Book Birthdays celebrate one year of a book’s life in tweets, reviews, and more. This month we’re saying Happy First Birthday to Bourbon Justice by Brian F. Haara.
About the Book:
Bourbon whiskey has made a surprising contribution to American legal history. Tracking the history of bourbon and bourbon law illuminates the development of the United States as a nation, from conquering the wild frontier to rugged individualism to fostering the entrepreneurial spirit to solidifying itself as a nation of laws. Bourbon is responsible for the growth and maturation of many substantive areas of the law, such as trademark, breach of contract, fraud, governmental regulation and taxation, and consumer protection. In Bourbon Justice Brian Haara delves into the legal history behind one of America’s most treasured spirits to uncover a past fraught with lawsuits whose outcome, surprisingly perhaps, helped define a nation.
Approaching the history of bourbon from a legal standpoint, Haara tells the history of America through the development of commercial laws that guided our nation from an often reckless laissez-faire mentality, through the growing pains of industrialization, and past the overcorrection of Prohibition. More than just true bourbon history, this is part of the American story.
“The material is fresh and current, and will appeal both to the newly interested and the experts alike. Bourbon Justice feels like a complete journey through history, bringing it full circle from Colonel Taylor’s concerns of old to today’s perils of purchasing adulterated or counterfeit whiskey on the secondary market. It’s a shockingly good debut book and one that should be on everybody’s Holiday shopping list.”—Bourbon Banter
“Haara dusted the old dusty lawsuits and brought out our untold story buried in those lawsuits and shelved safely away from public eyes. He gives a new and fresh perspective to look at the history of the United States and bourbon. This brilliantly-written history book is written for both historians and laypeople.”—The Washington Book Review
“Unlike so many books out there that just are a bunch of poorly written reviews sandwiched between enough text to warrant a book, Bourbon Justice: How Whiskey Law Shaped America actually digs into the law cases behind Bourbon, and presents the information in a very enjoyable read… On a shelf that has too many Bourbon books on it, Brian’s book will be placed in a position of honor.”—New Bourbon Drinker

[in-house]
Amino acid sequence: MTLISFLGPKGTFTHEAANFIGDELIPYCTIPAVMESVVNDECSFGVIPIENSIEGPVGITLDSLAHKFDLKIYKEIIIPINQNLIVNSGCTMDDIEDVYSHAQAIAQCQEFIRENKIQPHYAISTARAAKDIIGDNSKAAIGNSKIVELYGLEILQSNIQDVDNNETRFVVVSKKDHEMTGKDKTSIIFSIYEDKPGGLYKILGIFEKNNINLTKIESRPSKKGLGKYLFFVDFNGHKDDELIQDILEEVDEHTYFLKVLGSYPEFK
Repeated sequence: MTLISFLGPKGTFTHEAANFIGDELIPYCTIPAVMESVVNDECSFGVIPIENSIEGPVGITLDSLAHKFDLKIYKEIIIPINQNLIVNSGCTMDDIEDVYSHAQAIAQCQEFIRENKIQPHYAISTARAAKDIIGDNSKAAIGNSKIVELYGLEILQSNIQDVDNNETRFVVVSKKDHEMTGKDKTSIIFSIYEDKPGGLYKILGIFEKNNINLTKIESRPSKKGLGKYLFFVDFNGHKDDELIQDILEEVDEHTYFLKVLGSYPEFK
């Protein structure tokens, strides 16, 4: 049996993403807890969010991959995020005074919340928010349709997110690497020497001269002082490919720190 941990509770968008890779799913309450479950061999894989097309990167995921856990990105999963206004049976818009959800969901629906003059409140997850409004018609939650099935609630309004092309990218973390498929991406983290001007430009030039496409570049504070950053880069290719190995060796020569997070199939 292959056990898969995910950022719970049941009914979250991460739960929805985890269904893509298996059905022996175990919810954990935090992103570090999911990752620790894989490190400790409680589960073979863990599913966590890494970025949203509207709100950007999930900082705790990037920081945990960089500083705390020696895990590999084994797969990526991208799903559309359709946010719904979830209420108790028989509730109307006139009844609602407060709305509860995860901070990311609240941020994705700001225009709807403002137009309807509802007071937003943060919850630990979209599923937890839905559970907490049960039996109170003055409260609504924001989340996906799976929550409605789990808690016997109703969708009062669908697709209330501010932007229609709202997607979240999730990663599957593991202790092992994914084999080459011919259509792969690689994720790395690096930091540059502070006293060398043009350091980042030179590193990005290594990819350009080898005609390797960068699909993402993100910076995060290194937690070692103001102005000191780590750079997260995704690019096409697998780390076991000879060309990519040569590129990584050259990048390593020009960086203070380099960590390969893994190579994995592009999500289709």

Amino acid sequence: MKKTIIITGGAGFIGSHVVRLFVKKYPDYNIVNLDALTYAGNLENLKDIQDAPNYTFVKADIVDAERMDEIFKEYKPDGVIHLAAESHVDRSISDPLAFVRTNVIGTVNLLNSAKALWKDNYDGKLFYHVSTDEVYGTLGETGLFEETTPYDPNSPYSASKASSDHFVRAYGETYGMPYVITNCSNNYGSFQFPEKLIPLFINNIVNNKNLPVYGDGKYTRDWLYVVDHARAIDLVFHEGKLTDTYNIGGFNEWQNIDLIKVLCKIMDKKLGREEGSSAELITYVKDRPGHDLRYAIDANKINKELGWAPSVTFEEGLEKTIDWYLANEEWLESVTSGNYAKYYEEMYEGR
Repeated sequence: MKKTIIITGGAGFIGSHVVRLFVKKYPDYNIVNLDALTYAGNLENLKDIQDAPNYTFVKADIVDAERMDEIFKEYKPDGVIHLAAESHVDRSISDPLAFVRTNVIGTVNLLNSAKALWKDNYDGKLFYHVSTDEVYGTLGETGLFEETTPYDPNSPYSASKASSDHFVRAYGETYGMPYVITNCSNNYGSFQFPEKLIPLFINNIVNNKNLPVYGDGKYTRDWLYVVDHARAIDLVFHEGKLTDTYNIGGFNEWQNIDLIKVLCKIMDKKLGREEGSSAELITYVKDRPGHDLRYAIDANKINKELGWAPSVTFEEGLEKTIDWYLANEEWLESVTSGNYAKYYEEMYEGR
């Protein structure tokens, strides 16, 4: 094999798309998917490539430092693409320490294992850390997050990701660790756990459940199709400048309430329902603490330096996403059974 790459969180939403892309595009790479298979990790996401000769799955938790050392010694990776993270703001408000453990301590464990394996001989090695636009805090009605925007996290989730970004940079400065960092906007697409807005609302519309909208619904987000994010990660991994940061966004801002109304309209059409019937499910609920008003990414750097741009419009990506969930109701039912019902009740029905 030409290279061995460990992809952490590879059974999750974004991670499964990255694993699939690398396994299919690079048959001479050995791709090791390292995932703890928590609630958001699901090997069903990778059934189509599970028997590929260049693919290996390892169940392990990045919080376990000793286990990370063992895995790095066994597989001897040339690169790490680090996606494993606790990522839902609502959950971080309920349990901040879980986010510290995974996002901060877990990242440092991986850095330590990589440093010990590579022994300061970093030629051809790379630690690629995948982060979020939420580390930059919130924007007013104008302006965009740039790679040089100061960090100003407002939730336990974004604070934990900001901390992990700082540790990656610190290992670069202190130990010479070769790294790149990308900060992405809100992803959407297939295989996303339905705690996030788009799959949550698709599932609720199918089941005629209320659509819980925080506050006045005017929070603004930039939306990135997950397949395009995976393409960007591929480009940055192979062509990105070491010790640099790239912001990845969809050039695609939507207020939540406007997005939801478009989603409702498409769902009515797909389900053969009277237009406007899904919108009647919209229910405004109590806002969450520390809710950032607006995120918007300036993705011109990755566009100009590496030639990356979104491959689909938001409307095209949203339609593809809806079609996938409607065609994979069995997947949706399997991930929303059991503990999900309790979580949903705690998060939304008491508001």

“This book certainly belongs in every American law library. However, this work goes well beyond the law; the story of Bourbon is the story of America’s history. Any reader with an interest in our past will enjoy this excellent book about a wonderful beverage that has had an important effect on our nation.”—Criminal Law and Criminal Justice Books
“In the end, you will learn something about bourbon, you will learn something about business, and you will learn something about the less talked about history that made America the country it is today. I highly recommend that you run right out and buy it.”—Bourbon Guy
On the Blog:
A Word from the Author:
Since the release of Bourbon Justice in November 2018, bourbon has been a hot topic of conversation with everyone I meet. The discussion usually involves current brands, new bourbons to try, and rock-star Master Distillers, but my hope is that Bourbon Justice may have had a small role in piquing interest in the uniquely-American history of bourbon.
Old friends and new acquaintances are surprised that the phrase “brand name” originated with bourbon and that, in the late 1800s, the federal government apparently cared less about protecting citizens from dangerous products and adulterated food than it cared about ensuring that whiskey was pure. People want to learn about bourbon history.
They’re visiting distilleries in record numbers too. Visitors to the Kentucky Bourbon Trail® have skyrocketed and—in the last decade—Kentucky has gone from eight to about seventy distilleries. While the seemingly-insatiable appetite for bourbon and bourbon knowledge is striking, in the past year I’ve been perhaps even more riveted by my realization that bourbon is still at the leading edge of American commerce and law.
I had not anticipated how timely of a topic bourbon is today, both for those domestic topics and for international relations. Bourbon is playing a crucial role in the current-day trade war with counter-tariffs targeted against farmers who grow our grains and even more specifically targeted against bourbon, presumably because nine percent is still made in Kentucky, a state that voted “red” and that is home of the Senate Majority Leader.
Best of all though, the past year has shown me that bourbon is not just a welcome diversion from current events, but it also provides much needed common ground. Despite plenty of room for disagreement, it’s unifying and gives us a sense of collective pride. That’s partly why bourbon is uniquely American, just like the complex experience of being American.